Jackie Collins sale: best-selling author's jewels and art go under the hammer

Jackie Collins
The estate of best-selling author Jackie Collins is to be auctioned in a two-day sale at Bonhams, Los Angeles Credit: Evan Agostini/Invision/AP

In her novels, Jackie Collins created a world of glamorous women dripping with diamonds, of luxury homes decked out with Art Deco flourishes and “real art on the walls”.

A sale of the best-selling author’s estate, two years after she died, will reveal how closely her own lifestyle mirrored that of her fabulous heroines.

Collins’ jewels, antiques and art will go under the hammer at Bonhams in Los Angeles on May 16-17. Admirers will be able to snap up many of the treasures that adorned her Beverly Hills home.

When Collins wrote in Hollywood Wives of a woman sporting “a gulls-egg diamond ring on her left hand which could lay a burglar out for a week and a half”, she could have been describing the six-carat solitaire which can be yours for $100,000-150,000.

A six-carat diamond is one of the star lots in the Jackie Collins sale

Lucky Santangelo, the beautiful mobster’s daughter who became Collins’ most famous character, loved the Cartier panther - as did Collins, who owned a gold torque collar ($7,000-9,000). She was also partial to animal print, and a faux-leopard three-piece suite is included in the sale ($2,000-3,000).  

One book, Dangerous Kiss, describes an apartment “all pale beige and marble, with huge Moroccan pillows scattered across the floor, oversized coffee tables, Tiffany lamps and real art on the walls”.

Collins’ home certainly fit that description: a 22,000-square-foot mansion with eight bedrooms and 15 bathrooms. The pool was built to her specification: “I’d always wanted the Hockney painting A Bigger Splash,” she once explained.

“But I could never get it. So I thought the best alternative was to have my own Hockney pool that looked like the painting.”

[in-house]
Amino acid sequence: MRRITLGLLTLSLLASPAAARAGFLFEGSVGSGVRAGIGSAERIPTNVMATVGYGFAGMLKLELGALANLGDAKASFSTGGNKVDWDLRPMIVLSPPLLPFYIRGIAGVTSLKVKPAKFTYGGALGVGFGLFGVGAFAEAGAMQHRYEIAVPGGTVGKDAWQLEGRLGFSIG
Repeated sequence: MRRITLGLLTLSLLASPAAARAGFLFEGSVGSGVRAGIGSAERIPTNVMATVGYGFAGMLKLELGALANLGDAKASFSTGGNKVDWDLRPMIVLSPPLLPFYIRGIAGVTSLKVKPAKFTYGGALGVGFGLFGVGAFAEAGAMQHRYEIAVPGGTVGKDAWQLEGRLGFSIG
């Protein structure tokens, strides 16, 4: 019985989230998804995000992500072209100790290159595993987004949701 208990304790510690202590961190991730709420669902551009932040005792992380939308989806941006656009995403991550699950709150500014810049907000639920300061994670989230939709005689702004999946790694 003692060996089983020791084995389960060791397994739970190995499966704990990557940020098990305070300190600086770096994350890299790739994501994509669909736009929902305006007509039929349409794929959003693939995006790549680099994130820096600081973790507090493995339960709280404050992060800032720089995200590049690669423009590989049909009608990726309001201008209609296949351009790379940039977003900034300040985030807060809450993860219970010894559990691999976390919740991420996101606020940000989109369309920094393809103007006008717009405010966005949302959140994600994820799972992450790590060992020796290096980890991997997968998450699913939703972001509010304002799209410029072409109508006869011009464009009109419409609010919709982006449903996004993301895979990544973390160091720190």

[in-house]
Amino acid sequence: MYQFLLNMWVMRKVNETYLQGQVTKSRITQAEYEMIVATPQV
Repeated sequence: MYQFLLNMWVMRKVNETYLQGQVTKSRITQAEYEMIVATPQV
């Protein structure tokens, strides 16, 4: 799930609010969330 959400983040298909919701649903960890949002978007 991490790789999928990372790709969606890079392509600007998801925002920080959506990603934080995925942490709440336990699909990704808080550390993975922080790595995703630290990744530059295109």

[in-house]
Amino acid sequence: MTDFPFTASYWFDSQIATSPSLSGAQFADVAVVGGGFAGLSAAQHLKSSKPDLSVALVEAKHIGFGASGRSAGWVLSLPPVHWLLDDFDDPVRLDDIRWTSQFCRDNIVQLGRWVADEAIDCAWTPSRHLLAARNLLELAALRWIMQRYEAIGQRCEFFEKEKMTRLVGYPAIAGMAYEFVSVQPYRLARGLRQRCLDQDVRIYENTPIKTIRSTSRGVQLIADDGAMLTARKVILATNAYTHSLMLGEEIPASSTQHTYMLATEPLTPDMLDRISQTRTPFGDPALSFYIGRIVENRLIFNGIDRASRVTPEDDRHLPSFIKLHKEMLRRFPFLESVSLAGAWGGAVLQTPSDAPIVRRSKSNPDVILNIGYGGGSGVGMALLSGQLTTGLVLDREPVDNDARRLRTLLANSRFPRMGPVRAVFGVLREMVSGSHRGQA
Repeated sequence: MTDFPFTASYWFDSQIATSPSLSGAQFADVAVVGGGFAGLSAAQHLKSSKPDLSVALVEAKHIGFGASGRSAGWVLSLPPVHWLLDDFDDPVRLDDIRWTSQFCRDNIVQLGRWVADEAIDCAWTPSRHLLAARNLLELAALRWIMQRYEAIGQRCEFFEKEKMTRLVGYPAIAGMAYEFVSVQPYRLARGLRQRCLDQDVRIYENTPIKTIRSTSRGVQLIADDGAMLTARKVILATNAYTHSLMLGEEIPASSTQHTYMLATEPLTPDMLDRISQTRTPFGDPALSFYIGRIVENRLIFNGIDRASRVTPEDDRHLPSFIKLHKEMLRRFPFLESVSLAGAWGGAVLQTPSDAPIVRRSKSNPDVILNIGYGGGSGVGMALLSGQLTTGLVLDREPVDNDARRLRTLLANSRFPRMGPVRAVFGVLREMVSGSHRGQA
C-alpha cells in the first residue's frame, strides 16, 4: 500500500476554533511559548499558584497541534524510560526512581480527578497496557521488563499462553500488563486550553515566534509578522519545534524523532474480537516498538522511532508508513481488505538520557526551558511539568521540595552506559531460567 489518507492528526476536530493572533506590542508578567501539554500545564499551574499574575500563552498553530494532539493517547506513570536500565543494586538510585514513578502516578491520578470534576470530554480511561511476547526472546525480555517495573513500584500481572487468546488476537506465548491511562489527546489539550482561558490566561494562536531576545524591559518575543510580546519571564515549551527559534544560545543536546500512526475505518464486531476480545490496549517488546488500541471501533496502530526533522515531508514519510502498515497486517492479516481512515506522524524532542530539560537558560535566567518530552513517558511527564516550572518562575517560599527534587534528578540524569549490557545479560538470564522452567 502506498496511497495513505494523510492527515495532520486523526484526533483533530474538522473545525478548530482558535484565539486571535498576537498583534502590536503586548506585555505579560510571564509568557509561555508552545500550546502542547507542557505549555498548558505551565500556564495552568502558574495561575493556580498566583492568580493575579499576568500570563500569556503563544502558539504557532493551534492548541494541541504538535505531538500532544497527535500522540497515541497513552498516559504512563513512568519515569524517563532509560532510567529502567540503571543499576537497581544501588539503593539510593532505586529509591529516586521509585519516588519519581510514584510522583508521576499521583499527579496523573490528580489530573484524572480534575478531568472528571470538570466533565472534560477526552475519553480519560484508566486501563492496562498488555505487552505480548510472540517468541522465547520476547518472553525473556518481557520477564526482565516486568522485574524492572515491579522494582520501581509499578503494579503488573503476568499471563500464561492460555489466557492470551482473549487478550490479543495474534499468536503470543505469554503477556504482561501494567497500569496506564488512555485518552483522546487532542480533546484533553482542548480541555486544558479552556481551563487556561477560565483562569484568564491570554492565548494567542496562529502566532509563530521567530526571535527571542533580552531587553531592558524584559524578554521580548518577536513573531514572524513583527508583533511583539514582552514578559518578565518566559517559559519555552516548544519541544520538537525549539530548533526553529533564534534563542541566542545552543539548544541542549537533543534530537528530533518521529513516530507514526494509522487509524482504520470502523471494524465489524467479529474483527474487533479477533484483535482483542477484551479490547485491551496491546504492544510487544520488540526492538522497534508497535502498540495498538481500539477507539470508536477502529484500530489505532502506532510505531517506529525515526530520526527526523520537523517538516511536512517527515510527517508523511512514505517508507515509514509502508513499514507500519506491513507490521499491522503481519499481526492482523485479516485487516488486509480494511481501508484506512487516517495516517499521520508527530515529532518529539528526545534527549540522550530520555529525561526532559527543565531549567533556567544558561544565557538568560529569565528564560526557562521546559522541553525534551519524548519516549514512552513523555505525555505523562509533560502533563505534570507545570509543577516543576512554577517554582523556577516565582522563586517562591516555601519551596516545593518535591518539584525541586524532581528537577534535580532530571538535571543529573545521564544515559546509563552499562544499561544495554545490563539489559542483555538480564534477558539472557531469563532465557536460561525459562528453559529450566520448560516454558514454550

She was once photographed sitting beside it, pen in hand, in the company of a jaguar.

Jackie Collins was a fan of animal print, including this faux-animal skin three-piece salon suite

But the London-born author and younger sister of Dame Joan was also famously down-to-earth, inviting friends over for shepherd’s pie suppers and poking fun at the surgically-enhanced residents of Beverly Hills.

She was a fan of the artist Beryl Cook, whose trademark “fat ladies” were a world away from the characters in Collins’ novels.

There are two Cook paintings in the sale, Tango in Bar Sur and Train Station Cafe, each expected to fetch $20,000-$30,000. The collection also includes bronze figures by Josef Lorenzl, and a bronze Tiffany lamp.

Train Station Cafe, one of two Beryl Cook paintings in the collection

The estate is being sold by the author’s three daughters, Tracy, Rory and Tiffany, who said: “Our mother never did anything in small measures. She was passionate about collecting, and spent many decades selecting paintings, statuettes and jewellery which brought her joy and creative inspiration.”

Her youngest daughter, Rory, said of her mother: “She will always be remembered for her simple and classic personal style, which was the ideal canvas for her glamorous jewellery - bold, bright and daring. Just like her.”

A collection of jewellery offered in Jackie Collins: A Life In Chapters

A portion of proceeds from the sale, which is entitled Jackie Collins: A Life in Chapters, will be donated to projects that support the empowerment of young women in the arts and education.

Collins died from breast cancer in 2015, aged 77. The sale will offer fans the opportunity to bid for a group of 29 first editions of her novels, rebound for her in white and dark green calf gilt, which carry an estimate of $2,000.

The sale will include 29 Jackie Collins first editions

 Leslie Wright, vice-president of Bonhams, said: "A Life in Chapters celebrates the phenomenal career and times of this stylist and glamorous woman. Jackie Collins lived the lifestyle about which she wrote, and the sale will provide an exclusive insight into the real woman behind her unforgettable characters.

"Her books were loved by millions of readers worldwide. This is their chance to own a piece of the magic."

The living room of Jackie Collins' Art Deco-inspired home in Beverly Hills